Wednesday, March 16, 2016

My child is doing fine, why should we opt out?

There are many students who are doing well in school and their families see no need to protest high-stakes testing or the Common Core Standards.

"My child is getting good grades and loves school" certainly can apply to many children in our public schools, but that does not mean your child is free from being impacted by the pressure to raise scores on the state assessments.

Here are some questions to consider:

  • Does your child's elementary school focus primarily on the tested subjects of ELA and math?  Are science, history, art, music, physical education, recess and free play reduced or eliminated?  Many elementary schools have double blocks of ELA and math daily while ignoring a well-rounded education.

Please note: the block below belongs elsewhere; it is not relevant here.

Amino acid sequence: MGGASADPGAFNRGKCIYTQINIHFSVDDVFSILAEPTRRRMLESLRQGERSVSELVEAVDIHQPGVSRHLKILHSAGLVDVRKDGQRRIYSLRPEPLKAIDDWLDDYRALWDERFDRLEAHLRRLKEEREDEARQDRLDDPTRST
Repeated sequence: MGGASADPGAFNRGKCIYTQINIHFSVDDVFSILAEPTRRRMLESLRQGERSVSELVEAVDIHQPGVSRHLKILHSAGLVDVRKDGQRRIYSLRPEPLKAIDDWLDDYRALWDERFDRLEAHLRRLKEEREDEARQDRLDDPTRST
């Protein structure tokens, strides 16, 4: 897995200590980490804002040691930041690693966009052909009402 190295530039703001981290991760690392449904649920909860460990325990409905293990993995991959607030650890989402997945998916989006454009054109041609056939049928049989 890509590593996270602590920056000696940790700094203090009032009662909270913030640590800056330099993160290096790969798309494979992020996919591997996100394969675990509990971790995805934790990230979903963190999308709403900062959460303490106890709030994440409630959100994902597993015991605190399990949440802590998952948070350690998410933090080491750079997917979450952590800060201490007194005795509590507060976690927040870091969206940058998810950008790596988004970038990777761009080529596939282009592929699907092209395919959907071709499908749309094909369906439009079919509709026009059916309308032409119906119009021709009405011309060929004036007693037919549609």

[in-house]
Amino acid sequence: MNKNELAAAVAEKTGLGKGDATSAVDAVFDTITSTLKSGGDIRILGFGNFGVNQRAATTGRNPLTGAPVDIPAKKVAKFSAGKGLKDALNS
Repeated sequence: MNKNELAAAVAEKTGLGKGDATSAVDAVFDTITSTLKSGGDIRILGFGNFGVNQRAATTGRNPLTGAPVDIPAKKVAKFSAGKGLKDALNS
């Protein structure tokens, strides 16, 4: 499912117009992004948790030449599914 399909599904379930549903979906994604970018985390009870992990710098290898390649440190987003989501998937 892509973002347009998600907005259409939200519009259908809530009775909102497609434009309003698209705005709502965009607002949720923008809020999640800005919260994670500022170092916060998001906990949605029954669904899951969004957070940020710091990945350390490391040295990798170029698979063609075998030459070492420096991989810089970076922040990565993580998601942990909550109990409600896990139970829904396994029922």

• Does your child's classroom focus on skills, worksheets and content that is a preparation for taking standardized tests?  Does this test-prep limit your child's exposure to critical thinking or creativity?  Is your child engaged in fun projects and activities or buried in worksheets and seat-work?
So, while your child could be doing fine academically and be happy in school, could your child's educational opportunities be limited because of the focus on raising test scores?  

How do we fight the pressure to increase test scores that often conflicts with the education our children deserve?  The primary vehicle to raise our collective voices is to refuse or opt out from the state assessments.  The massive opt out movement has made major headlines and is beginning to influence education policy.  If the momentum of the test resistance movement increases, positive change can occur that will help all students receive the well-rounded education they deserve.